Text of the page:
The Shrinking Indigenous Mexican World

By: Daniel Nardini

Lawndale News Chicago's Bilingual Newspaper - Commentary Chances are no one has heard of the Zoque-Ayapaneco language. It is an indigenous language in Mexico that has been around for hundreds of years. But soon it will be extinct. Why? There are only two fluent native speakers left. The two native speakers, Isidro Velazquez and Manuel Segovia, are in their seventies. They have been unable to pass on the language of their ancestors, and when they die they will take the language of an indigenous Mexican group with them. Although these two men and their language have been preserved in a documentary, this will not save the language itself. Like so many languages not only in Mexico but also around the world, the Zoque-Ayapaneco language will have become extinct. What makes this particularly tragic is that this language is going extinct because the use of native Amerindian languages are being discouraged from being used even now.

One has to wonder why the Mexican government does not do more to protect the many indigenous languages this country has?! Mexico has an indigenous population of 16 million out of a total population of 100 million. Yet only half that number know their native language fluently. Sadly, many of these indigenous people are discriminated against not just because of their ethnic dress or their skin color but also because of the very language they use. Because of this so many indigenous Mexicans are still marginalized in their own country, and have few prospects for doing better economically or in their day-to-day standard of living. The result? Many younger indigenous Mexicans are abandoning the use of the languages of their ancestors. They fear that if they speak their native languages they will suffer from some form of discrimination. This can affect what they do from their workplace situation to selling their produce and even getting married. For too many indigenous Mexicans, being called an “Indian” is used as an insult in Mexican society.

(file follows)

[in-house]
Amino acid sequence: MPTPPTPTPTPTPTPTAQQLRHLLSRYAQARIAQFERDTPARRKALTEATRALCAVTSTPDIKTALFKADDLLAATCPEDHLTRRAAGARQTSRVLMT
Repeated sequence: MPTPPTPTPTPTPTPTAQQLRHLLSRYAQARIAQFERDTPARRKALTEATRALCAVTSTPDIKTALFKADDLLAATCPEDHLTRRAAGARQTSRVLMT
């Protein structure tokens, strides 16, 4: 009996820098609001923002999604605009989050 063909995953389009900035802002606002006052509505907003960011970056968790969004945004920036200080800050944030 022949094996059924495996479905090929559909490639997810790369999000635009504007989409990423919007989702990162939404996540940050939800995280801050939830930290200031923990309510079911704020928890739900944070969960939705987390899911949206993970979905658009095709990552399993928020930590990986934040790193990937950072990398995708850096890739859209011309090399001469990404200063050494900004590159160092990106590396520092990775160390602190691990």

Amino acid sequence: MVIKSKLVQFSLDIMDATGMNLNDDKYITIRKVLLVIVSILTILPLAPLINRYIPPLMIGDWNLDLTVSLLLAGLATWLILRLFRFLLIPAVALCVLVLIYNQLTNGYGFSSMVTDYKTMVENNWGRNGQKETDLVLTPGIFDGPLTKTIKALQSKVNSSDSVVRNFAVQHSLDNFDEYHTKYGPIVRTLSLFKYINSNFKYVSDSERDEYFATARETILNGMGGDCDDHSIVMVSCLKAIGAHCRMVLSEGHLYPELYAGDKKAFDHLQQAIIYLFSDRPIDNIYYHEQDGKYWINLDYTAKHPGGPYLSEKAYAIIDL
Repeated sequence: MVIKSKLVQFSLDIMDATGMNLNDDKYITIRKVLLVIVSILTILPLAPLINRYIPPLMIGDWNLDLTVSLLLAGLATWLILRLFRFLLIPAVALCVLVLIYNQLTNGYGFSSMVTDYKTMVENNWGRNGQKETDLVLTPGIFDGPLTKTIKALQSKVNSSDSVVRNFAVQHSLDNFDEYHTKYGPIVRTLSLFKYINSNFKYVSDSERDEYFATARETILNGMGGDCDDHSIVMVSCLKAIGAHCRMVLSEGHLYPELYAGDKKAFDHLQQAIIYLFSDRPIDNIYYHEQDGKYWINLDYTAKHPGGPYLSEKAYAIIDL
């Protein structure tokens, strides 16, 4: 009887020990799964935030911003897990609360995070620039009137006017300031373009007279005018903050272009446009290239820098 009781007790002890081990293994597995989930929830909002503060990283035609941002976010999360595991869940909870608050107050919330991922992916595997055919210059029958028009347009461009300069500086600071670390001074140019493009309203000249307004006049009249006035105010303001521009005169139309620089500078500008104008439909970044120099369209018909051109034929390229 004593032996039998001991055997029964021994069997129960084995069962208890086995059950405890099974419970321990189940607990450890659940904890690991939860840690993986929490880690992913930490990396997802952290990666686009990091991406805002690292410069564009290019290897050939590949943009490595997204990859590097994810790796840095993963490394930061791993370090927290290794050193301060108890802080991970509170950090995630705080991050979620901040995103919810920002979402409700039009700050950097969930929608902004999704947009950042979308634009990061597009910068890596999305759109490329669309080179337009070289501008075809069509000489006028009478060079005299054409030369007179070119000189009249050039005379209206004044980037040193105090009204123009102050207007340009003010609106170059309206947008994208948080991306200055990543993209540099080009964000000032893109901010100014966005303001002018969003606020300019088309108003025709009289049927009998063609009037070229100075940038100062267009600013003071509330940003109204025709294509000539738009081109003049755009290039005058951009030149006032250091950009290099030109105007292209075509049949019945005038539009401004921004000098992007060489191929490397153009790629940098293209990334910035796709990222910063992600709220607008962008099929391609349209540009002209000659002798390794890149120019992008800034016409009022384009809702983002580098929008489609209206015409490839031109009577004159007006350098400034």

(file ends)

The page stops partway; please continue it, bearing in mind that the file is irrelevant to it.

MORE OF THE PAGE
This is why a growing number of indigenous Mexicans are reluctant to speak in the languages of the parents and their grandparents. But a great deal is being lost. A language is more than just a means of communication. A language is the conveyance of ideas, a way of thinking, a measure of what life means to those who use it, and the psychology of a people. A language is a window into a people’s religion, how their society operates, and how the family unit is structured. These things cannot so easily be conveyed in another language, and especially in another language that is different from the indigenous language of a people who are alien to that foreign language. Spanish is the official language of Mexico, but it cannot replace the languages of the many indigenous peoples whose own languages have been around for hundreds and even thousands of years. When so many more indigenous languages are gone, the indigenous peoples of Mexico will become even more strangers in their own land.

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